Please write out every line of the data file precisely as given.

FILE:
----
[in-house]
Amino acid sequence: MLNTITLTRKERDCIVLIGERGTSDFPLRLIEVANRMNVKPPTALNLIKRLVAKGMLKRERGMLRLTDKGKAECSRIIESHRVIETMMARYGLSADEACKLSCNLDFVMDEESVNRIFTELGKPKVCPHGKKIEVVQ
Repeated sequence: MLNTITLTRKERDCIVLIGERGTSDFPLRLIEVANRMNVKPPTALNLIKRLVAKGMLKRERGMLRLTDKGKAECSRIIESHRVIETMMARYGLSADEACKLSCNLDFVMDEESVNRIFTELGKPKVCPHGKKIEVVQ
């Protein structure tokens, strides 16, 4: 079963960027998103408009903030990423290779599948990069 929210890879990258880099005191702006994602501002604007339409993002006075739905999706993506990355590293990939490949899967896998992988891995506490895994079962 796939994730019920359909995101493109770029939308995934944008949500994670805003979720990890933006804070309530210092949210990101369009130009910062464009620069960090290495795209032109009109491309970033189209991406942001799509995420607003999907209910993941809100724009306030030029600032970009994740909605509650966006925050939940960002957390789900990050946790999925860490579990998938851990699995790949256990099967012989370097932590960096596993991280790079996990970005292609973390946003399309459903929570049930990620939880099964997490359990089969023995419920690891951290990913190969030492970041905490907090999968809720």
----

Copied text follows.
[in-house]
Amino acid sequence: MLNTITLTRKERDCIVLIGERGTSDFPLRLIEVANRMNVKPPTALNLIKRLVAKGMLKRERGMLRLTDKGKAECSRIIESHRVIETMMARYGLSADEACKLSCNLDFVMDEESVNRIFTELGKPKVCPHGKKIEVVQ
Repeated sequence: MLNTITLTRKERDCIVLIGERGTSDFPLRLIEVANRMNVKPPTALNLIKRLVAKGMLKRERGMLRLTDKGKAECSRIIESHRVIETMMARYGLSADEACKLSCNLDFVMDEESVNRIFTELGKPKVCPHGKKIEVVQ
């Protein structure tokens, strides 16, 4: 079963960027998103408009903030990423290779599948990069 929210890879990258880099005191702006994602501002604007339409993002006075739905999706993506990355590293990939490949899967896998992988891995506490895994079962 796939994730019920359909995101493109770029939308995934944008949500994670805003979720990890933006804070309530210092949210990101369009130009910062464009620069960090290495795209032109009109491309970033189209991406942001799509995420607003999907209910993941809100724009306030030029600032970009994740909605509650966006925050939940960002957390789900990050946790999925860490579990998938851990699995790949256990099967012989370097932590960096596993991280790079996990970005292609973390946003399309459903929570049930990620939880099964997490359990089969023995419920690891951290990913190969030492970041905490907090999968809720």